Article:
UPDATE: Check out our top 20 articles of 2016.
Every December we release a list of the most popular articles Education Next has published over the course of the year.
Which topics were most popular with Education Next readers in 2015?
Poverty and inequality have been major themes in the U.S. in 2015 and Ed Next readers were particularly interested in articles looking at the intersection of these topics with K-12 education policy.
Five of the articles in the top 20 are from a special issue Ed Next released last spring on the 50th Anniversary of the Moynihan Report which examined the rise in the number of children growing up in single-parent families. Several of the articles in that issue take a close look at the impact of changes in family structure on educational attainment in the U.S. and in other countries.
The top Ed Next article of 2015 is one that investigates whether the poverty rate in the U.S. explains the lackluster performance of America’s schools, and concludes that it does not. That article, “America’s Mediocre Test Scores,” by Michael Petrilli and Brandon Wright, launched a debate over the best way to compare poverty rates across countries.
Without further ado, here are the top 20 articles:
|1.||America’s Mediocre Test Scores
Education crisis or poverty crisis?
By Michael J. Petrilli and Brandon L. Wright
|2.||What Explains Success at Success Academy?
Charter network focuses on what is being taught, and how
By Charles Sahm
|3.||States Raise Proficiency Standards in Math and Reading
Commitments to Common Core may be driving the proficiency bar upward
By Paul E. Peterson and Matthew Ackerman
|4.||One-Parent Students Leave School Earlier
Education attainment gap widens
By Kathleen M. Ziol-Guest, Greg J. Duncan and Ariel Kalil
|5.||Was Moynihan Right?
What happens to children of unmarried mothers
By Sara McLanahan and Christopher Jencks
|6.|| The Rise of AltSchool and Other Micro-schools
Combinations of private, blended, and at-home schooling meet needs of individual students
By Michael B. Horn
|7.||The 2015 EdNext Poll on School Reform
Public thinking on testing, opt out, common core, unions, and more
By Michael B. Henderson, Paul E. Peterson and Martin R. West
|8.||Good News for New Orleans
Early evidence shows reforms lifting student achievement
By Douglas N. Harris
|9.|| An International Look at the Single-Parent Family
Family structure matters more for U.S. students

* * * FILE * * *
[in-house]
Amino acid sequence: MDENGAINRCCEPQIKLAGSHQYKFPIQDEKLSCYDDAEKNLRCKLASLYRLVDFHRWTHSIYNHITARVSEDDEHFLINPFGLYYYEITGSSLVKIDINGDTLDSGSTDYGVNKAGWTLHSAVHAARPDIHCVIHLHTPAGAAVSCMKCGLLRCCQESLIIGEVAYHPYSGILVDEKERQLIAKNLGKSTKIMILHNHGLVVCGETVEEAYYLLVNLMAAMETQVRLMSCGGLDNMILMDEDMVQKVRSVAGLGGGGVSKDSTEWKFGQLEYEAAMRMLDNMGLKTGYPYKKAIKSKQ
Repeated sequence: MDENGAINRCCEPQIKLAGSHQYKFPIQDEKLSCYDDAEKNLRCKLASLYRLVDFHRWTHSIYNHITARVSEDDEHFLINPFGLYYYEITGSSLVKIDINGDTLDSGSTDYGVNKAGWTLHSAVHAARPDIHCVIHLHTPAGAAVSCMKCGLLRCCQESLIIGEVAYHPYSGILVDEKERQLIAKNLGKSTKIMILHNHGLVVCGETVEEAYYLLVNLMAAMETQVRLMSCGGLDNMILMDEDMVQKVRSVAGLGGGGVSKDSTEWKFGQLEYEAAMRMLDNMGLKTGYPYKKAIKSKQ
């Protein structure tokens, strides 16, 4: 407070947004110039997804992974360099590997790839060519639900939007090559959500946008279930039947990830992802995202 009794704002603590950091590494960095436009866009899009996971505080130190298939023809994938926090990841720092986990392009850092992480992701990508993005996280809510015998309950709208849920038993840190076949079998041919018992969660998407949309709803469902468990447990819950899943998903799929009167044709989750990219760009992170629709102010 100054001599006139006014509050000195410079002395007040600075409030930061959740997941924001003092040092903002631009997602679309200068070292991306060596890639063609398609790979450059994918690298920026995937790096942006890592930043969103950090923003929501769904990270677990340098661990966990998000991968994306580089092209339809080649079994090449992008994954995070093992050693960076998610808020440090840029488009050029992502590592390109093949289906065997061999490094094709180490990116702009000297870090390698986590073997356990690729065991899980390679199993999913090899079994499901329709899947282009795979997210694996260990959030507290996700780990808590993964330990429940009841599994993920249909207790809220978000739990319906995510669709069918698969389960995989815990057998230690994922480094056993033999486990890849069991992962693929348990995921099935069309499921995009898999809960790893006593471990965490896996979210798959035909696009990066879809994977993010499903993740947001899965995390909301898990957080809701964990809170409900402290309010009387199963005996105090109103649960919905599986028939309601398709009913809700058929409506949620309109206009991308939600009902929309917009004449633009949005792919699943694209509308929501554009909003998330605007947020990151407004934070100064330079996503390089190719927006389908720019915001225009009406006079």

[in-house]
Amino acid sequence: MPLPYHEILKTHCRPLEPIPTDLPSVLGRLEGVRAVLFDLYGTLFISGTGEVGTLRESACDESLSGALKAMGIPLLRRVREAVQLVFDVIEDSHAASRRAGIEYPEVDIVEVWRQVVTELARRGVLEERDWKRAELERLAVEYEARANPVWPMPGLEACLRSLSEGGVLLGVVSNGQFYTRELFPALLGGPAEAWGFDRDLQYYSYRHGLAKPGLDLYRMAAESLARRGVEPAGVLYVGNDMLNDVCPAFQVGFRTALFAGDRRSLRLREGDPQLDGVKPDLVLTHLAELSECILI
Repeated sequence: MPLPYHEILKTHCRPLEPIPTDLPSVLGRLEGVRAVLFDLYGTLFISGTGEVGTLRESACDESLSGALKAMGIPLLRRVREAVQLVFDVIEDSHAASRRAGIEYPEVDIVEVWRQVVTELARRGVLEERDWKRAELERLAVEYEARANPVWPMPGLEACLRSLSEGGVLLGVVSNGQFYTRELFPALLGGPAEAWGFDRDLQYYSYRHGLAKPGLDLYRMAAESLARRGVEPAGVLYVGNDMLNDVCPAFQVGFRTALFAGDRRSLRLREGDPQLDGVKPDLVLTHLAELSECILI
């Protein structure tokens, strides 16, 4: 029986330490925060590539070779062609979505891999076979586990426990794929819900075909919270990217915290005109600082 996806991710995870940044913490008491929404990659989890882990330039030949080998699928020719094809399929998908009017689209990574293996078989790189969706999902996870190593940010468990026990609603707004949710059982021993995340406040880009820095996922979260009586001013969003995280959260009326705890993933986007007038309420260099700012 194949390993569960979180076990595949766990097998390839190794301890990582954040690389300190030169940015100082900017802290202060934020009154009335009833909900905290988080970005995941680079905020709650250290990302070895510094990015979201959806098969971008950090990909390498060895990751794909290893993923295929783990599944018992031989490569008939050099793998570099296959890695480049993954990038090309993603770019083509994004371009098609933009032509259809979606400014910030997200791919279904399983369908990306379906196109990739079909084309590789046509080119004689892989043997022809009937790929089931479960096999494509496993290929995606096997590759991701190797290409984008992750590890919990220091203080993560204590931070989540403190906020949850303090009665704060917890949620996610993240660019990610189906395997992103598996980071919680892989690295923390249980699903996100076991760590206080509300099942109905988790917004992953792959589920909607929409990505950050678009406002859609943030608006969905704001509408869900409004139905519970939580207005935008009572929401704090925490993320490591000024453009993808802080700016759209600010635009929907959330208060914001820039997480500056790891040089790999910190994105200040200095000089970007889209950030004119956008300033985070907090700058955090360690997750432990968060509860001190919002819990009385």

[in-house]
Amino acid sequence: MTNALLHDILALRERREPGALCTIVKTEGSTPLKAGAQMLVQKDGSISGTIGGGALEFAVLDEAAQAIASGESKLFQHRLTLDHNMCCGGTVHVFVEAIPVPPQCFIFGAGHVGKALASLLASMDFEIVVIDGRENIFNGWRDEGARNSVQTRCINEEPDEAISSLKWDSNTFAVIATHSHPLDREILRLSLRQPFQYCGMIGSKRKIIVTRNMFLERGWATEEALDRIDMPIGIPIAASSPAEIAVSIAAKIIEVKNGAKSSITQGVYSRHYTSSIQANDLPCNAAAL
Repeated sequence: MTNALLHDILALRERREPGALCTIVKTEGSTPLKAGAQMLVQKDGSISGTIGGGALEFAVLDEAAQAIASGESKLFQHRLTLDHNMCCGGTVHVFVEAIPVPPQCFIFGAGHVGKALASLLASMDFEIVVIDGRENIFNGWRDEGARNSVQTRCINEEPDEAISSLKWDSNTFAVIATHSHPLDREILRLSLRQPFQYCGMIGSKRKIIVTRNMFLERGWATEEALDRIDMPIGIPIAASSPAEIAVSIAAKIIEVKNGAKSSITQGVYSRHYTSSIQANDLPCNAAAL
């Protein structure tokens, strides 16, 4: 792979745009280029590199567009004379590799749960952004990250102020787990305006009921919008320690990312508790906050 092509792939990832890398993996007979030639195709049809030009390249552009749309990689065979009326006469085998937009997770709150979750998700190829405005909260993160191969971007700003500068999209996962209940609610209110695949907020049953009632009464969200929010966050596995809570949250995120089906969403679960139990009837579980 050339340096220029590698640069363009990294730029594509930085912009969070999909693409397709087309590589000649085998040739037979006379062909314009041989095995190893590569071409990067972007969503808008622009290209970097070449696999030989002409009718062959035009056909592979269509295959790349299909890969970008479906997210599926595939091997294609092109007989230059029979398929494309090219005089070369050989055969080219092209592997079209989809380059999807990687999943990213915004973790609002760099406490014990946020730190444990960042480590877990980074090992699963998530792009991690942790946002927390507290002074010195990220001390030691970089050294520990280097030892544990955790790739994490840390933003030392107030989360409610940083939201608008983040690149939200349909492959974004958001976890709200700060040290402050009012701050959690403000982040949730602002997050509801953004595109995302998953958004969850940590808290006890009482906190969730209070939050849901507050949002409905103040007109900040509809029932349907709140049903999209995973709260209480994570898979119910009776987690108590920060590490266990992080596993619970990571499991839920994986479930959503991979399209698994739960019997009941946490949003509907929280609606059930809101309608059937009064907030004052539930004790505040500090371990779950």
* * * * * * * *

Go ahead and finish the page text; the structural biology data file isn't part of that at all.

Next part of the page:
By Ludger Woessmann
Accountability, Common Core, and the college-for-all movement are transforming instruction
By Joanne Jacobs
|11.||Fixing Detroit’s Broken School System
Improve accountability and oversight for district and charter schools
By Robin J. Lake, Ashley Jochim and Michael DeArmond
|12.||The Ideal Blended-Learning Combination
Is one-third computer time about right?
By Paul E. Peterson and Michael B. Horn
|13.||Should Personalization Be the Future of Learning?
Benjamin Riley and Alex Hernandez square off
By Benjamin Riley and Alex Hernandez
|14.||Family Breakdown and Poverty
To flourish, our nation must face some hard truths
By Robert P. George and Yuval Levin
|15.||More Middle-Class Families Choose Charters
A political game changer for public school choice?
By Richard Whitmire
|16.||Boosting Educational Attainment and Adult Earnings
Does school spending matter after all?
By C. Kirabo Jackson, Rucker C. Johnson and Claudia Persico
|17.|| Black Men and the Struggle for Work
Social and economic barriers persist
By James M. Quane, William Julius Wilson and Jackelyn Hwang
|18.||Teachers Unions and the War Within
Making sense of the conflict
By Mike Antonucci
|19.||New Hampshire’s Journey Toward Competency-Based Education
State lifts barriers to innovation, allowing districts and charters to personalize learning
By Julia Freeland
|20.||In Defense of Snow Days
Students who stay home when school is in session are a much larger problem
By Joshua Goodman
Congratulations to all of our authors!
P.P.S. Check out our Top 10 blog entries of 2015 here.